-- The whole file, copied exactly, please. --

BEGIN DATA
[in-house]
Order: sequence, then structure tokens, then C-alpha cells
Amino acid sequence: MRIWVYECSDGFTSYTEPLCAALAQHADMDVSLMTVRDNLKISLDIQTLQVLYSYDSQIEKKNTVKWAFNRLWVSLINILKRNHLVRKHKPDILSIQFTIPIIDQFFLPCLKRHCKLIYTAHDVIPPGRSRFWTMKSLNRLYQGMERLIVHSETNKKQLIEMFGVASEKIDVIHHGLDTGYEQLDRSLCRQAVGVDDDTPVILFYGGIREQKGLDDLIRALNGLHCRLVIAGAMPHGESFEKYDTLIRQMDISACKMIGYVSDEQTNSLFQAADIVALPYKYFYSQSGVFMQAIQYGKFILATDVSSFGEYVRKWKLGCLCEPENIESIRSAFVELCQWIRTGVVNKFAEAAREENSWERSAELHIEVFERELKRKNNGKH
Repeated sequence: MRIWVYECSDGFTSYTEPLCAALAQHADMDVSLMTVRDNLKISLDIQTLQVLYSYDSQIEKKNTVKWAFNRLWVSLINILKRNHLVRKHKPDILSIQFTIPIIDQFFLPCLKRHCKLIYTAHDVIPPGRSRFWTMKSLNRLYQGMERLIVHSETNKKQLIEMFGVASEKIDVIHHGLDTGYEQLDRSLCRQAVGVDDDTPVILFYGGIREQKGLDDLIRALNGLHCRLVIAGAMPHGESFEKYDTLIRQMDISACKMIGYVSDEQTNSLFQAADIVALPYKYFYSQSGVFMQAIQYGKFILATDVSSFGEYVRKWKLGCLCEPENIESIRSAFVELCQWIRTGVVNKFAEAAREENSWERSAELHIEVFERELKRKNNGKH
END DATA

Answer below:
[in-house]
Order: sequence, then structure tokens, then C-alpha cells
Amino acid sequence: MRIWVYECSDGFTSYTEPLCAALAQHADMDVSLMTVRDNLKISLDIQTLQVLYSYDSQIEKKNTVKWAFNRLWVSLINILKRNHLVRKHKPDILSIQFTIPIIDQFFLPCLKRHCKLIYTAHDVIPPGRSRFWTMKSLNRLYQGMERLIVHSETNKKQLIEMFGVASEKIDVIHHGLDTGYEQLDRSLCRQAVGVDDDTPVILFYGGIREQKGLDDLIRALNGLHCRLVIAGAMPHGESFEKYDTLIRQMDISACKMIGYVSDEQTNSLFQAADIVALPYKYFYSQSGVFMQAIQYGKFILATDVSSFGEYVRKWKLGCLCEPENIESIRSAFVELCQWIRTGVVNKFAEAAREENSWERSAELHIEVFERELKRKNNGKH
Repeated sequence: MRIWVYECSDGFTSYTEPLCAALAQHADMDVSLMTVRDNLKISLDIQTLQVLYSYDSQIEKKNTVKWAFNRLWVSLINILKRNHLVRKHKPDILSIQFTIPIIDQFFLPCLKRHCKLIYTAHDVIPPGRSRFWTMKSLNRLYQGMERLIVHSETNKKQLIEMFGVASEKIDVIHHGLDTGYEQLDRSLCRQAVGVDDDTPVILFYGGIREQKGLDDLIRALNGLHCRLVIAGAMPHGESFEKYDTLIRQMDISACKMIGYVSDEQTNSLFQAADIVALPYKYFYSQSGVFMQAIQYGKFILATDVSSFGEYVRKWKLGCLCEPENIESIRSAFVELCQWIRTGVVNKFAEAAREENSWERSAELHIEVFERELKRKNNGKH